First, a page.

Transforming negative workers into helpful employees

Better communication promotes positive workplace attitudes

Some employees complain constantly. You know the type. They grumble that the parking lot is too far away, that their workspace is smaller than a co-worker’s, or that someone ate all the doughnuts.
These employees can wound an otherwise healthy workplace culture. They infect their colleagues, ultimately zapping creativity, motivation and morale, and even driving away talent.
Some HR professionals maintain that the best fix for grumblers is an old-school approach: communication.
Offer multiple avenues for all employees to ask questions and voice their ideas, concerns, anger or frustrations, so you can better understand the source of their negativity. If employees don’t feel listened to, their complaints will likely continue.

Spread the word

To help diffuse workplace negativity, HR at the University of Texas at Dallas hosts bimonthly forums for the school’s faculty and staff, says Colleen Dutton, chief HR officer.
“We use this meeting for training, event awareness, announcements and changes. We invite our colleagues from across campus to join us,” she says, adding that about 50 employees attend each meeting. “Things were too siloed before, and there wasn’t a good way for us to reach certain populations. This was designed to open the flow of communication both ways.”
But that’s just part of the solution. HR also needs to find out what turns off employees. Sometimes, managers may need to completely update or overhaul a process, Dutton says. A good example is the annual performance evaluation, which employees often view as archaic or unfair. In many cases, no amount of communication will persuade them to appreciate this unpopular practice that is an ongoing source of employee frustration.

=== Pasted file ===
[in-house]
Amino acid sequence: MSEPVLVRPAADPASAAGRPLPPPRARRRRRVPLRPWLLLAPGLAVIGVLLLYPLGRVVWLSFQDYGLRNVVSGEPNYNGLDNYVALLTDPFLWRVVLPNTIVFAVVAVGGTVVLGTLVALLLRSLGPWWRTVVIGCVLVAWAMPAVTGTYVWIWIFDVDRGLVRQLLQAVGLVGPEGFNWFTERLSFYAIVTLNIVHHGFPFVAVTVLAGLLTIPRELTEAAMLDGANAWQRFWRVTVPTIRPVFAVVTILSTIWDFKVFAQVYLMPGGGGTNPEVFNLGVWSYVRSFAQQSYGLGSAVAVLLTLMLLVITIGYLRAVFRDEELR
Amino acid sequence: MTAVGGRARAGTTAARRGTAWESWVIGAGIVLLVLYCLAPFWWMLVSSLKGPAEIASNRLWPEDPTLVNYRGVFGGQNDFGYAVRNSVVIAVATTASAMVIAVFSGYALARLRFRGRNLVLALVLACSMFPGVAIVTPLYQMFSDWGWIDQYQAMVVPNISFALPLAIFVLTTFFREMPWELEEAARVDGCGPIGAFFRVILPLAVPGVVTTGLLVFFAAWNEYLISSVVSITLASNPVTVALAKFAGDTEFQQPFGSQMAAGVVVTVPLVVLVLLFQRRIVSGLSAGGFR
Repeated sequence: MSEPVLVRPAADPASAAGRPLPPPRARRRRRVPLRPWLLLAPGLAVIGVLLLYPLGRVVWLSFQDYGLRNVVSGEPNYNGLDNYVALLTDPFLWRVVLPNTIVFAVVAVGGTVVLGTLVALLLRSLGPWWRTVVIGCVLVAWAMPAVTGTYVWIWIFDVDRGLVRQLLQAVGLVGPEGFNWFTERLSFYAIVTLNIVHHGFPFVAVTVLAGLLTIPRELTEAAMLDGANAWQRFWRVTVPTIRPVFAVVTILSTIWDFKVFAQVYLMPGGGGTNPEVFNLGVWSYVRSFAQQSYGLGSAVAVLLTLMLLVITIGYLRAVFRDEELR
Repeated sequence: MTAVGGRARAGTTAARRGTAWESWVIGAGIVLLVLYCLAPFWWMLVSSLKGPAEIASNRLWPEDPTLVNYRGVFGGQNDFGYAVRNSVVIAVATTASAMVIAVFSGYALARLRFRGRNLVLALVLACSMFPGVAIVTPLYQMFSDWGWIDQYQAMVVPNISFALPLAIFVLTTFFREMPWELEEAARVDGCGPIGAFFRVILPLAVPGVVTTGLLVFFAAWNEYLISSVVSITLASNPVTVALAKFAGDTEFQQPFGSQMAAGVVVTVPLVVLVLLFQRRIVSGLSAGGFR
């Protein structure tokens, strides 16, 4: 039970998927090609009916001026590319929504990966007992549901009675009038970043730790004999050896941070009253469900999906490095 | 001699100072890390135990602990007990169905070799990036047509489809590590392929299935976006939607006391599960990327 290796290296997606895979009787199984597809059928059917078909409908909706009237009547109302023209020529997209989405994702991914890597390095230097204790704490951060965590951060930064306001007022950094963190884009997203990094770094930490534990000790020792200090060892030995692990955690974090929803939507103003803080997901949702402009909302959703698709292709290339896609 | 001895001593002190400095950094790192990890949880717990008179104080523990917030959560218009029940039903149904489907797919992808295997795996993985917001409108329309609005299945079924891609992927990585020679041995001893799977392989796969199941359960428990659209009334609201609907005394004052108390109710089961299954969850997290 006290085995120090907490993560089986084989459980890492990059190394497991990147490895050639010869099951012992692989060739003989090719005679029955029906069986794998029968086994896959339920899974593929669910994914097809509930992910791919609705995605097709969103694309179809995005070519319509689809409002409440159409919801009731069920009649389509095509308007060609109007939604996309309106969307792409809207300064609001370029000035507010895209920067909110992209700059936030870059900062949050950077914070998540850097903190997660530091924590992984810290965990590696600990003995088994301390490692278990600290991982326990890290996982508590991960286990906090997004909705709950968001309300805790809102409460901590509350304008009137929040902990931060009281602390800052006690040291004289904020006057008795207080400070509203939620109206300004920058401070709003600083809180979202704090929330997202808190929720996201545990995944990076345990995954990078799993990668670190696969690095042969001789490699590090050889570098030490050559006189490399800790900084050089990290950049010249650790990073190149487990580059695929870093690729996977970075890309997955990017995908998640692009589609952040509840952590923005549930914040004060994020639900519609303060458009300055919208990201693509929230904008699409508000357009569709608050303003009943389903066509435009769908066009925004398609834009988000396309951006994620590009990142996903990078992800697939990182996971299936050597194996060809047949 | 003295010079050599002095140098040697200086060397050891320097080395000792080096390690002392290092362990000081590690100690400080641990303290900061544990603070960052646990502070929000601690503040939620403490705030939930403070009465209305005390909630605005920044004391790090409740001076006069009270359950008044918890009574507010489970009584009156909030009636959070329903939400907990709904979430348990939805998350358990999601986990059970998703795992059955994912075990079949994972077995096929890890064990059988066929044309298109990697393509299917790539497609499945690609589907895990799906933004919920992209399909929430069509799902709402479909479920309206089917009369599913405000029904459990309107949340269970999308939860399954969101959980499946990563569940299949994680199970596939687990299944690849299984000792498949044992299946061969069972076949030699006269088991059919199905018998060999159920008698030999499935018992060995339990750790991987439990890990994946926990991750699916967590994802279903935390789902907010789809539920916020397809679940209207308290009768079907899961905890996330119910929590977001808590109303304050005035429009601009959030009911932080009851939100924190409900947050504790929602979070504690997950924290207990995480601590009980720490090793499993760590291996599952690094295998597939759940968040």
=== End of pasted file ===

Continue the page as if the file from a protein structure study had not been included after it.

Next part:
Managers often say they support an open-door policy. Sorry, but that’s not enough.

Focus on strengths

Employees who have been disciplined often spread workplace negativity. The University of Kentucky trains its managers and supervisors on how to work with disciplined employees to reduce negative perceptions. They learn various communication styles to avoid misunderstandings.
The curriculum, called SuperVision, consists of workshops and webinars, says Patrice Carroll, director of HR training and development at the university.
Managers learn how to play to employees’ strengths, rather than to their weaknesses, which makes workers feel respected, valued and more positive about themselves and their employers.
“While employees are being disciplined, these courses make sure things don’t escalate,” Carroll says. “The employees often gain great enthusiasm.”

What do you know?

Managers often say they support an open-door policy. Sorry, but that’s not enough. Create a deliberate way of soliciting employee ideas, says Karin Hurt, CEO of Let’s Grow Leaders, a Maryland-based HR consulting firm working in higher ed.
Employees whose ideas are valued and who understand how their efforts contribute to the company’s goal focus more on their work, rather than on trivial things, Hurt says.
Even when work-related problems pop up, you can still minimize complaints, says Hurt. Consider making employees part of the solution by asking a series of “what” questions. What are you trying to fix? What have you tried? What happened? What would you do if you knew how to fix this problem? Hurt says this approach boosts their confidence and redirects their attention or focus.
“We also provide a checklist to frontline supervisors that asks what they know about their employees,” including the people they live with or if they have a pet, Hurt says. “It’s so basic, but you wouldn’t believe how many say, ‘I don’t know.’ They need to know employees as real human beings and understand what makes them tick.”

Carol Patton writes about human resources issues.


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